Machuca, Mandow and Pérez de la Cruz. Evaluation of Heuristic Functions for Bicriterion Shortest Path Problems. (2009)
Evaluates heuristics from Tung & Chew (1992) versus lexicographical ordering of priority queue.
Perny and Spanjaard. Near Admissible Algorithms for Multiobjective Search. (2009)
Discusses relaxed Pareto dominance (Epsilon-dominance) and its use in Multi-objective A*. This a scheme for approximating the entire pareto-optimal solution set that allows time and space complexity polynomial in the number of nodes.
Tung and Chew. A multicriteria Pareto-optimal path algorithm. (1992)
Delling and Wagner. Pareto Paths with SHARC. (2009)
Dumitrescu & Boland. Improved Preprocessing, Labeling and Scaling Algorithms for the Weight-Constrained Shortest Path Problem. (2003)
Comparison of scaling and label-setting methods.
Ziegelmann, Mark. Constrained Shortest Paths and Related Problems. (2001, dissertation)
Contraction and Transfer Patterns
Geisberger, Robert. Contraction Hierarchies: Faster and Simpler Hierarchical Routing in Road Networks. (2008, dissertation)
Geisberger, Robert. Contraction of Timetable Networks with Realistic Tranfers (2010)
Introduces the "Station Model Graph".
Bast, Carlsson, Eigenwillig, Geisberger Harrelson, Raychev, and Viger. Fast Routing in Very Large Public Transportation Networks Using Transfer Patterns. (2010)
- Schulz, Frank. Timetable Information and Shortest Paths. (2005, dissertation)
ALT and Metric Embeddings
Goldberg and Werneck. Computing Point-to-Point Shortest Paths from External Memory. (2005)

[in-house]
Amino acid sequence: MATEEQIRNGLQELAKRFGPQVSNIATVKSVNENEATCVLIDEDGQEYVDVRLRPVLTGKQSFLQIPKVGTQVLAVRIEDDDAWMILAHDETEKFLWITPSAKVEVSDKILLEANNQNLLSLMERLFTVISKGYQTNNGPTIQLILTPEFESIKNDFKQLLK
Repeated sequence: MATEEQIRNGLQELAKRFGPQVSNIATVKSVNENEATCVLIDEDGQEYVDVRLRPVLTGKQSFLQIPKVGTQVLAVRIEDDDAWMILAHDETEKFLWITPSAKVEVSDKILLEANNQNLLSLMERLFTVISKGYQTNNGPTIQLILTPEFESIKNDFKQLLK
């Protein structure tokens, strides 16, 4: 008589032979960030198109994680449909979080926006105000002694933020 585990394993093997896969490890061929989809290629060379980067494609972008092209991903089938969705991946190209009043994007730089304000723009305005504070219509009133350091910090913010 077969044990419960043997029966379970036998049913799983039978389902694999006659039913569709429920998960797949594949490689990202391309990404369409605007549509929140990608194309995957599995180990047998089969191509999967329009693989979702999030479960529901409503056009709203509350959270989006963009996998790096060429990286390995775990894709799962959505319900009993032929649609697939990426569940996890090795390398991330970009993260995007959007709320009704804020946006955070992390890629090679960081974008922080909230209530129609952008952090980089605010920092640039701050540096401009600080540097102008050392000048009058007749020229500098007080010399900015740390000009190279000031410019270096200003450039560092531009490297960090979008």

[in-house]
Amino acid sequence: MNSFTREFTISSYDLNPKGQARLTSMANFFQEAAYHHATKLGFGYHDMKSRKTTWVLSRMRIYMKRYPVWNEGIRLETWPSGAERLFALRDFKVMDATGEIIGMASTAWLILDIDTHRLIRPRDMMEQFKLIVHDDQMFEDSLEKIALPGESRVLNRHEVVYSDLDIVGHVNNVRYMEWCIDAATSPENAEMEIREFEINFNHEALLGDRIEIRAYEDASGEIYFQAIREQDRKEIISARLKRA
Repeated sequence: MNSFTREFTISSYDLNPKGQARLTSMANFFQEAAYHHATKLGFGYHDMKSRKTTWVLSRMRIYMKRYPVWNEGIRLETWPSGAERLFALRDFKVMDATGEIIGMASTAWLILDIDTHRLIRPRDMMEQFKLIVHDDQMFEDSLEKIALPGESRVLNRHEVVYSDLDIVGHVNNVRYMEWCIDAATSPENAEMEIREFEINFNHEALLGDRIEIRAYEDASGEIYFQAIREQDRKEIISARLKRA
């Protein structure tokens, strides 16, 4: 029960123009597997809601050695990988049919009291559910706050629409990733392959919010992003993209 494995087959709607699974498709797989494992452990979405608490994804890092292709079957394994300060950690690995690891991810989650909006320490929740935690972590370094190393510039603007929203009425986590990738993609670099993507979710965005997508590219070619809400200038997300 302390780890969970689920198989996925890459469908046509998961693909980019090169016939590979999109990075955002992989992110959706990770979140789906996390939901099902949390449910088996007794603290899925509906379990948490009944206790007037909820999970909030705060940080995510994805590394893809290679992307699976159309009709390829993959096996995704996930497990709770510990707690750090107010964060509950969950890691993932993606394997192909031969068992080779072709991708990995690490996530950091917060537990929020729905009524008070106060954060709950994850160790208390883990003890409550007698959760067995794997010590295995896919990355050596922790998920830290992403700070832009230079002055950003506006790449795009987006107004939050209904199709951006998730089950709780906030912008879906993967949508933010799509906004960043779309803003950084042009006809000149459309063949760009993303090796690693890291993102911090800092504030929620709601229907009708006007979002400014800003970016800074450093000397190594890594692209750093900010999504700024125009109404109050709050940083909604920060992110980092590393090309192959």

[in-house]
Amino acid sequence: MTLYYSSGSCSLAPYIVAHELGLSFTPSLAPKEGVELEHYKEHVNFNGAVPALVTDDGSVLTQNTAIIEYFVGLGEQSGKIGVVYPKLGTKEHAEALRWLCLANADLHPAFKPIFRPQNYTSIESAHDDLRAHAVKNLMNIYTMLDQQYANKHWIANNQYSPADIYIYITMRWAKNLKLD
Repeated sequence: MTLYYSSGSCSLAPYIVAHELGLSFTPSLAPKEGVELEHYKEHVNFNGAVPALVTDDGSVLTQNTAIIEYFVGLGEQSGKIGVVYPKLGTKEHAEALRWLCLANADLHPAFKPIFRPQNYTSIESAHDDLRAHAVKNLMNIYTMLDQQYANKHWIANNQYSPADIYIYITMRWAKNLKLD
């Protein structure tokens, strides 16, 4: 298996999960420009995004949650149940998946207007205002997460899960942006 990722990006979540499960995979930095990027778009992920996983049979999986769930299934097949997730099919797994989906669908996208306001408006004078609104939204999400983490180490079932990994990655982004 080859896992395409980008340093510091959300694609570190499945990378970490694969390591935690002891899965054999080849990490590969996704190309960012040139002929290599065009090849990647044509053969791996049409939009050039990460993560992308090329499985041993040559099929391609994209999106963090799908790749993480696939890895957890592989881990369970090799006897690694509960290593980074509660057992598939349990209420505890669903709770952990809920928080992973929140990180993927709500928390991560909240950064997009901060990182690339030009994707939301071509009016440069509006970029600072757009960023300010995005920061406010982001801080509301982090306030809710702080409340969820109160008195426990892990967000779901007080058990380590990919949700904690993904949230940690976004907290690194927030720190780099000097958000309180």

Introduced the ALT algorithm.
Linial, London, and Rabinovich. The Geometry of Graphs and Some of its Algorithmic Applications. ( 1995)
Hjaltason and Samet. Contractive Embedding Methods for Similarity Searching in Metric Spaces. ( 2000)
Potamias, Bonchi, Castillo, and Gionis. Fast Shortest Path Distance Estimation in Large Networks. (2009)
Briefly discusses the connection between landmark routing and more general research on metric embeddings.
Calibration and Implementation Details
Wardman, Mark. Public Transport Values of Time. (2004)
A.M. El-Geneidy, K.J. Krizek, M.J. Iacono. Predicting bicycle travel speeds along different facilities using GPS data: a proof of concept model. (2007)
Proceedings of the 86th Annual Meeting of the Transportation Research Board, Compendium of Papers, TRB, Washington, D.C., USA ( CD-ROM)
Chen, Chowdhury, Roche, Ramachandran, Tong. Priority Queues and Dijkstra’s Algorithm.
Summary: Despite better theoretical complexity for Fibonacci heaps, it is often as good or better to use a binary heap as a priority queue when doing path searches.
Post-Dijkstra Public Transit Routing
Dibbelt, Pajor, Strasser, Wagner. Intriguingly Simple and Fast Transit Routing (2013).
Introduces the Connection Scan Algorithm (CSA).
Delling, Katz, and Pajor. Parallel computation of best connections in public transportation networks (2012).
"In this work, we present a novel algorithm for the one-to-all profile-search problem in public transportation networks. It answers the question for all fastest connections between a given station S and any other station at any time of the day in a single query... two interesting questions arise for time-dependent route planning: compute the best connection for a given departure time and the computation of all best connections during a given time interval (e. g., a whole day). The former is called a time-query, while the latter is called a proﬁle-query."